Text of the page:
DAKOTA, Minnesota (WXOW)-- The I-90 Dresbach bridge project is well underway and the general contractor for the project, Ames Construction Inc., is partnering with the Army Corps of Engineers and the US Fish and Wildlife Service to utilize existing sand material for the construction.
Dakota Island is a placement site where the Army Corps of Engineers stores dredge material from the river. The island is currently at capacity, so Ames construction is taking the sand and using it for the bridge project.
"We off load our temporary placement sites once every ten years, as a rough average," said Zach Kimmel, the channel maintenance coordinator for the Corps. "And we're looking for different beneficial uses of our dredge material to help save the federal government money."
Dakota Island, located in Navigation Pool 7, is currently at capacity, with 250,000 cubic yards of sand, that's the result of channel maintenance dredging operations.
"The placement site is full, so we don't really have a lot of places to go with dredge material, that's one of the increasing problems that we're running in to," Kimmel said.
But rather than pay the cost of excavating the site, the Army Corps of Engineers and the US Fish and Wildlife services are giving it to Ames Construction for the I-90 Bridge Project.
"We had to do some additional testing on the material to make sure it would meet the project specifications," said Ben Lovin, Project Manager for Ames Construction. "We're using the sand from Dakota Island build the embankments for the new roadway."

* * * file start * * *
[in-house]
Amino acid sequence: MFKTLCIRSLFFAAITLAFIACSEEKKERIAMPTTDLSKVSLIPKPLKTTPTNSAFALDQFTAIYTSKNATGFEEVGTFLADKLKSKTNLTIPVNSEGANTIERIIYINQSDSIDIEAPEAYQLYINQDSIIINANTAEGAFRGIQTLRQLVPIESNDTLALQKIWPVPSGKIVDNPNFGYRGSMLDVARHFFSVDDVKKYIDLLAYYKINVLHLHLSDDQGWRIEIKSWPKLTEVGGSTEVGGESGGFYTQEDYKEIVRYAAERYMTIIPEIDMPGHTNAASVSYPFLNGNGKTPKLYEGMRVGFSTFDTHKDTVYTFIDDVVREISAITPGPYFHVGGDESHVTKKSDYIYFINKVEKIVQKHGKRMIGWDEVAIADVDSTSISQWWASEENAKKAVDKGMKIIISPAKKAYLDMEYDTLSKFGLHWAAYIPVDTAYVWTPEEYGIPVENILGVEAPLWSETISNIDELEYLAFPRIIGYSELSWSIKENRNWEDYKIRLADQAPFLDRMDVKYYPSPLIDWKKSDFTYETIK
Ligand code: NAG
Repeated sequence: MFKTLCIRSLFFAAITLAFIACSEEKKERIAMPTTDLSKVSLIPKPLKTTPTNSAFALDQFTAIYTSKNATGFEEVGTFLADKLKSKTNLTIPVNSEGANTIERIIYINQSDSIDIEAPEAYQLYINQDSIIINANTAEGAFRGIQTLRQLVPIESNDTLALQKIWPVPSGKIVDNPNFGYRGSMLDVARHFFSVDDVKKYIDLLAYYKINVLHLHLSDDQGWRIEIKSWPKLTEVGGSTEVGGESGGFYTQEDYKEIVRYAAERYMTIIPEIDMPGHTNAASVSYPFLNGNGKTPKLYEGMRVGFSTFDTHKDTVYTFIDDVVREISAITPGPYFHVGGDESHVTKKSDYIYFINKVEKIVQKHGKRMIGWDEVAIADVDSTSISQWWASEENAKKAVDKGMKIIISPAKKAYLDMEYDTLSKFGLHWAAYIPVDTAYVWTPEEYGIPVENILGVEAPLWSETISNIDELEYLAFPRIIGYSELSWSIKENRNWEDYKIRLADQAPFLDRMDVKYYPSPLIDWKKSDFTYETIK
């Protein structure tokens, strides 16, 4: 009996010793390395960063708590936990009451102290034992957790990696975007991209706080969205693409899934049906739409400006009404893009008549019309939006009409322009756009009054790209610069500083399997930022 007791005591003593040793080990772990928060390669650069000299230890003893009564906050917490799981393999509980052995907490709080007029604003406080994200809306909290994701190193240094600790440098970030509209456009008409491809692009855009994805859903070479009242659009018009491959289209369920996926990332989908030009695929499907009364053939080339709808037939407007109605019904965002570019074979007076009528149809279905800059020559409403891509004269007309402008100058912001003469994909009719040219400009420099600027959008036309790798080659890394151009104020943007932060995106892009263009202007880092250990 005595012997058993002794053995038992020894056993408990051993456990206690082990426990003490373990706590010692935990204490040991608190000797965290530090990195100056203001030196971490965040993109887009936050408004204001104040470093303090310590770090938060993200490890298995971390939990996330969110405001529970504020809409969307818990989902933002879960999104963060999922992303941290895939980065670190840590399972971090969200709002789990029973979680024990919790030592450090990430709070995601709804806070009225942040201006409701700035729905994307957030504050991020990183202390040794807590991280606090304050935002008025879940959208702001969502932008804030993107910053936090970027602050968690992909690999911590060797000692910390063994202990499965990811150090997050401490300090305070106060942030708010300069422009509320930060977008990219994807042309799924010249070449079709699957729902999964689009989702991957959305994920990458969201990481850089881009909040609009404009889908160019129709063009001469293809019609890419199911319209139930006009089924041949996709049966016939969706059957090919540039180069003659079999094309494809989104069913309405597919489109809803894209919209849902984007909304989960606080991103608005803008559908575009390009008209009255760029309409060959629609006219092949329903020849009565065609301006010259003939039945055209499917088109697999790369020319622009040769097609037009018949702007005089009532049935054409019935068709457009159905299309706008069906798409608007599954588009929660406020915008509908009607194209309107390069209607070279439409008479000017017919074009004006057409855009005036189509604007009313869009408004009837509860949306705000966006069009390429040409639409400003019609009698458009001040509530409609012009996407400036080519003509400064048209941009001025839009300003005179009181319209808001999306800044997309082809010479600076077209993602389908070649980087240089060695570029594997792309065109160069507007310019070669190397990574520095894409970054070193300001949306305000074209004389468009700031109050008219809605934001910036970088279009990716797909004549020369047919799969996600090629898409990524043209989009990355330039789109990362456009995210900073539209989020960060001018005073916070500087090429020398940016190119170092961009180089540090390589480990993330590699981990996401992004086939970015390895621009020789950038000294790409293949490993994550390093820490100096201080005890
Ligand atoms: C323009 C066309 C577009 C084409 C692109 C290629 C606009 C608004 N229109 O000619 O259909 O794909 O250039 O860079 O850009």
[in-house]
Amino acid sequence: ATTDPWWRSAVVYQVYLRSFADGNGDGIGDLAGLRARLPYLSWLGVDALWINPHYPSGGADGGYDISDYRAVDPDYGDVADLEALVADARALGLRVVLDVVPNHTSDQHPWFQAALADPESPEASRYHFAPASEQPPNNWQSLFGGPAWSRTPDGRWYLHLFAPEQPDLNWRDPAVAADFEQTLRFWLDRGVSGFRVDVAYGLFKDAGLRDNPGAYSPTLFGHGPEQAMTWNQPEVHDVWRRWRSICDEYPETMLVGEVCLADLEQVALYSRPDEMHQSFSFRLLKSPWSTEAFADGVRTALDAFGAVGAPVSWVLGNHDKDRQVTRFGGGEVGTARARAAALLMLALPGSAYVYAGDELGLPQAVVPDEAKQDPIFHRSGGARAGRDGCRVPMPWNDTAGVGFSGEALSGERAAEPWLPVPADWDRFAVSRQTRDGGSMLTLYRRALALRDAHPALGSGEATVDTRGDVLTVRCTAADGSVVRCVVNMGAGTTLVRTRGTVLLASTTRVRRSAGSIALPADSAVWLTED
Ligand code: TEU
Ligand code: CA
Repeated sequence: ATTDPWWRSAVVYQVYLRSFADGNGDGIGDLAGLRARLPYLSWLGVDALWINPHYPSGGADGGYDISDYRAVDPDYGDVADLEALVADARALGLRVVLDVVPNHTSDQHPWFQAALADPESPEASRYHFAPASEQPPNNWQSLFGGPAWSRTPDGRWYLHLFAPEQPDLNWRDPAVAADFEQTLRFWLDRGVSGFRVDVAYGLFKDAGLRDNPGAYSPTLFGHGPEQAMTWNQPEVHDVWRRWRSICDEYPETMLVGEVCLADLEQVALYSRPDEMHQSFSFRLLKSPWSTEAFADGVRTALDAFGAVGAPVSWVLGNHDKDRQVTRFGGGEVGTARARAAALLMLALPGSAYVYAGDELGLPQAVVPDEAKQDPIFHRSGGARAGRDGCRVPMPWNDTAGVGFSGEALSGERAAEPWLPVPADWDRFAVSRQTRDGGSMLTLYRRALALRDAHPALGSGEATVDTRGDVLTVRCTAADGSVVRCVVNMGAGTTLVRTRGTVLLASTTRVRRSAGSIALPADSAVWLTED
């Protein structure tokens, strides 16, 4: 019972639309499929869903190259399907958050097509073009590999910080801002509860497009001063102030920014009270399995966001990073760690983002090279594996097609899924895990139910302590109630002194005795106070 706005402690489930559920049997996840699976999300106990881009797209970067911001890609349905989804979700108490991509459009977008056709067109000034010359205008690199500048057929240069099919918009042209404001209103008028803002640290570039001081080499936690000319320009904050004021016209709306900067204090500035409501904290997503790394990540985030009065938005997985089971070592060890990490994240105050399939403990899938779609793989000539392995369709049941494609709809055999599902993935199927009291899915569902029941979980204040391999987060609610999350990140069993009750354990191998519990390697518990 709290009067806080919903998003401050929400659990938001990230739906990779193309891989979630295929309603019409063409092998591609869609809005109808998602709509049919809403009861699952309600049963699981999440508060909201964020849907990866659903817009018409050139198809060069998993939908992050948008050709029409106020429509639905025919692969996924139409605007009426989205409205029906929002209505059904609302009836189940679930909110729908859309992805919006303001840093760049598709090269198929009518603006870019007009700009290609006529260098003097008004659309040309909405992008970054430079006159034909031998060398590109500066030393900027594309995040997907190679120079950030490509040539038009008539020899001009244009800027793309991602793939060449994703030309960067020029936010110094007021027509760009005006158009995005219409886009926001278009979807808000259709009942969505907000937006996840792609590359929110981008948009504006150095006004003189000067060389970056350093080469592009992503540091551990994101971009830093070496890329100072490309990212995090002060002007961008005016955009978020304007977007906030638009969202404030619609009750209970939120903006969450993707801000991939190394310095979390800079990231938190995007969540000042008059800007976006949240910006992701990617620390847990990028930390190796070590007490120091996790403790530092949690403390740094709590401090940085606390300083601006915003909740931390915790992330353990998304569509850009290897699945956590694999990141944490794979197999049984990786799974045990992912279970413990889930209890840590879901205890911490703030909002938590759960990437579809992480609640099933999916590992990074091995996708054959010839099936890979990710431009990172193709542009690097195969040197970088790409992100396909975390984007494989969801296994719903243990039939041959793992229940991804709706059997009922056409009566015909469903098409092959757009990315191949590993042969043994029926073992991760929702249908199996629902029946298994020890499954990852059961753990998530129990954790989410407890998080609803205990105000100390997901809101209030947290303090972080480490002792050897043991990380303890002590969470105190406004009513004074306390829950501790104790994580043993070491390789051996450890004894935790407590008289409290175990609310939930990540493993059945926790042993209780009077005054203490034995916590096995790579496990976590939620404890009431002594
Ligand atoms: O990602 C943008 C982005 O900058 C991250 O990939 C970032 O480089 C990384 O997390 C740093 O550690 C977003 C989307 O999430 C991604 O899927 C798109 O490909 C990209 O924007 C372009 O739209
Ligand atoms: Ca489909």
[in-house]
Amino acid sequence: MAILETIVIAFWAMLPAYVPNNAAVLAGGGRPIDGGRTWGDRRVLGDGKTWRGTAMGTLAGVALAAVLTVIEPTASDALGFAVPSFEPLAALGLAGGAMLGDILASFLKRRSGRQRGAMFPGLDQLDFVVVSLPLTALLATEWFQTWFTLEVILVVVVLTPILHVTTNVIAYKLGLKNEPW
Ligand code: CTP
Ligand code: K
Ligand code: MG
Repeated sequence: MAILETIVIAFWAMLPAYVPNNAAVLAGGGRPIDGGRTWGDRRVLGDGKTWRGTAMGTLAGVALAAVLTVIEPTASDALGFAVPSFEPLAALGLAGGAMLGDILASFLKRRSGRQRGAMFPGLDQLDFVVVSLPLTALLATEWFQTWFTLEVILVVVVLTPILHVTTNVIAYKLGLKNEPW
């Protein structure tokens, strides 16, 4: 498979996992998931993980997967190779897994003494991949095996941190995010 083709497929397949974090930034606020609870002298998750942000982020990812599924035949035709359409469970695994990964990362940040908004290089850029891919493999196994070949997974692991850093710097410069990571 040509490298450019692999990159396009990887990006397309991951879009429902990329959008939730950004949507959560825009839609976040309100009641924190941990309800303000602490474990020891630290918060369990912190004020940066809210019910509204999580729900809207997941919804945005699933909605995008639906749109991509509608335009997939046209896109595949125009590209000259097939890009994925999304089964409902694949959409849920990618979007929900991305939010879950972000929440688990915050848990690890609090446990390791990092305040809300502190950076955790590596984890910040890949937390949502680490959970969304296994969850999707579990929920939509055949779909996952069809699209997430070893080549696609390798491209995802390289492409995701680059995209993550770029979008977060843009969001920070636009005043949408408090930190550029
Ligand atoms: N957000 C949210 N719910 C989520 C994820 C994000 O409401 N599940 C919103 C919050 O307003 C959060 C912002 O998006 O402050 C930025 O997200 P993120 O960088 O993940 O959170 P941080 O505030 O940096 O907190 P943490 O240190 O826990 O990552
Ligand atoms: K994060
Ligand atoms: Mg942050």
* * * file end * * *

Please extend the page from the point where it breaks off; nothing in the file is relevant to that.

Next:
Ames Construction is responsible for transporting the sand down river to the construction site.
"To do that, Ames has two pieces of equipment at the island, we load barges in the afternoon and evening, then each night we move approximately 2400 cubic yards of material down the river, through lock and dam number 7," Lovin said.
Utilizing the sand not only provides free materials for the bridge project, but it saves the Corp the cost of moving it.
"I think the mutual benefit is phenomenal," Kimmel said. "It'll end up saving the government about $2.5 million in excavation costs alone."
The plan is to use all the sand on Dakota Island and the goal is to complete the project in three months, before the river freezes. The construction area on the island is temporally closed to the public for safety reasons.
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